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Poverty, inequality and environmental resources: quantitative analysis of rural households

Listed author(s):
  • Will Cavendish
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    Rural households have been suspected to rely heavily on goods and services freely provided by environmental resources. However, there has been no adequate quantitative analysis of this issue due to a lack of appropriate household data sets encompassing economic and environmental data. We use a purpose-collected 213 household data set from rural Zimbabwe to investigate the impact of incorporating this missing source of household welfare on quantitative analysis of the measurement and causes of rural poverty and inequality. Incorporating environmental income in the household accounts results in dramatic and significant reductions in measured poverty, 50 percent or more over income as conventionally measured. Environmental income is also strongly and significantly equalising, bringing about roughly a 30 percent reduction in measured inequality. So access to commons resources has a substantial impact on poverty and inequality. However, including the value of environmental utilisations leaves analysis of the causes of rural differentiation unchanged: these resources do not alleviate the poverty trap.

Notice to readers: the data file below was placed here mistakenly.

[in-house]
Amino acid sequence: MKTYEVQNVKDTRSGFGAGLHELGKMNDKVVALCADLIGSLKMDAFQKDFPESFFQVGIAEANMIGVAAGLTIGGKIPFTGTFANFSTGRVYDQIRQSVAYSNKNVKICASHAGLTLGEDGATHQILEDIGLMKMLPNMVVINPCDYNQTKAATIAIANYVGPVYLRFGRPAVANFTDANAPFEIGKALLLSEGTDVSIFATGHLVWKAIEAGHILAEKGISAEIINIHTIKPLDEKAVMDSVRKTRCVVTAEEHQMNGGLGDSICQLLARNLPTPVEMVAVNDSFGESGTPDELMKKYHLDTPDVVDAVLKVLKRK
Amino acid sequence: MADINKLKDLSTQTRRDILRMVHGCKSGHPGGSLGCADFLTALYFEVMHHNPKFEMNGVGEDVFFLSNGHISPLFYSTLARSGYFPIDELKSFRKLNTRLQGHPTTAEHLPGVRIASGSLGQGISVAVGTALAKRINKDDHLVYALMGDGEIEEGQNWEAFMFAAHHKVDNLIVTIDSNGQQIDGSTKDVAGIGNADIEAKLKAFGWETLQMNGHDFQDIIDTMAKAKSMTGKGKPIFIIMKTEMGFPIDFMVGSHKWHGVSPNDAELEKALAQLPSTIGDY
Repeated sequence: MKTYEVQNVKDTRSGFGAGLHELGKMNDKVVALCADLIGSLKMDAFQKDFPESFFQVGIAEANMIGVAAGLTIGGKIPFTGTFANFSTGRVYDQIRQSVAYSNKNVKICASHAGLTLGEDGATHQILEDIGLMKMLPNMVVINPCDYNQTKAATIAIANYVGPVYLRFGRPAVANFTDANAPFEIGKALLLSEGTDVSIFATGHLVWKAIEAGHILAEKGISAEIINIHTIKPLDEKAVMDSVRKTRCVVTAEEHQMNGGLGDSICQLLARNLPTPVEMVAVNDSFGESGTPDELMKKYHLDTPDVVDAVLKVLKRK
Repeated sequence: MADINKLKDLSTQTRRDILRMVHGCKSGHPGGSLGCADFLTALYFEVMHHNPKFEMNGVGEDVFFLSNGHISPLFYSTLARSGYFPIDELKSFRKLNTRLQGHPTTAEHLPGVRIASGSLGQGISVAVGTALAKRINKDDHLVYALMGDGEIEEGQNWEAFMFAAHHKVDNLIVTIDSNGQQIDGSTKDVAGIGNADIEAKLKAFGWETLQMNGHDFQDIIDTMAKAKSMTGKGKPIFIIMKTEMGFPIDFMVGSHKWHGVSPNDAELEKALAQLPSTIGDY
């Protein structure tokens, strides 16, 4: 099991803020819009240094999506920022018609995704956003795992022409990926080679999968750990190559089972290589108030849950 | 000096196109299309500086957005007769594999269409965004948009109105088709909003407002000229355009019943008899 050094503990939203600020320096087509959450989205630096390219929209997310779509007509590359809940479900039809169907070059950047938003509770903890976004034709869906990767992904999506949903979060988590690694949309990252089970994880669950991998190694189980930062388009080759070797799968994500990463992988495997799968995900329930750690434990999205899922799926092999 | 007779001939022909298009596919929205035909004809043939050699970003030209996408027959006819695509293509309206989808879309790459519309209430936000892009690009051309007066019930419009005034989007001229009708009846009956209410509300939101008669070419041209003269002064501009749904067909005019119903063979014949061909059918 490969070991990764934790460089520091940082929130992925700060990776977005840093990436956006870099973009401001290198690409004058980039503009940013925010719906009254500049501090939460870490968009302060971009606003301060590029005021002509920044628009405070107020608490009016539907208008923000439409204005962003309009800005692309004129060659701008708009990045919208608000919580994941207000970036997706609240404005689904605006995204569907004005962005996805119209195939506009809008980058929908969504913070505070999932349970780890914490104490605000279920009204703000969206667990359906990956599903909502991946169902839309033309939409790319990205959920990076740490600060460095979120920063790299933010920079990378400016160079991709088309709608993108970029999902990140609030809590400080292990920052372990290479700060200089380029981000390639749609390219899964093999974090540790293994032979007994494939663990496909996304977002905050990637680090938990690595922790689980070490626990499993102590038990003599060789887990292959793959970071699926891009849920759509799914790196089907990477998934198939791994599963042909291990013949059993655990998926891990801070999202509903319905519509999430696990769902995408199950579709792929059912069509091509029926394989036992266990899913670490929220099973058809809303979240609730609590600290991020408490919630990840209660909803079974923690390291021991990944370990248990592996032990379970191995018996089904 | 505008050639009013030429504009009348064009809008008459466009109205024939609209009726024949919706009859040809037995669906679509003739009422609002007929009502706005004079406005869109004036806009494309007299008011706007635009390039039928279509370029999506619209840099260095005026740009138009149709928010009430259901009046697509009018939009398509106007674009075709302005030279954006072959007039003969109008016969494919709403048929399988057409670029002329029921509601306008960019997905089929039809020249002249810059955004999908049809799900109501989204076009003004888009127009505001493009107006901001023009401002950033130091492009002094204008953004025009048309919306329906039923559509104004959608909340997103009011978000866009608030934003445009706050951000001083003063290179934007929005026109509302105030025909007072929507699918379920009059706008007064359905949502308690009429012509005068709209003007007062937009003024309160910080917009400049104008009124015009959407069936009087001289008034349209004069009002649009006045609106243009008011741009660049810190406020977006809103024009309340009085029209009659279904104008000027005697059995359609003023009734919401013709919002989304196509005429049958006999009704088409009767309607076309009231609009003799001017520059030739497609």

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    Paper provided by Centre for the Study of African Economies, University of Oxford in its series CSAE Working Paper Series with number 1999-09.

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    Date of creation: 1999
    Handle: RePEc:csa:wpaper:1999-09
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    1. Baland, Jean-Marie & Platteau, Jean-Philippe, 2000. "Halting Degradation of Natural Resources: Is There a Role for Rural Communities?," OUP Catalogue, Oxford University Press, number 9780198290612.
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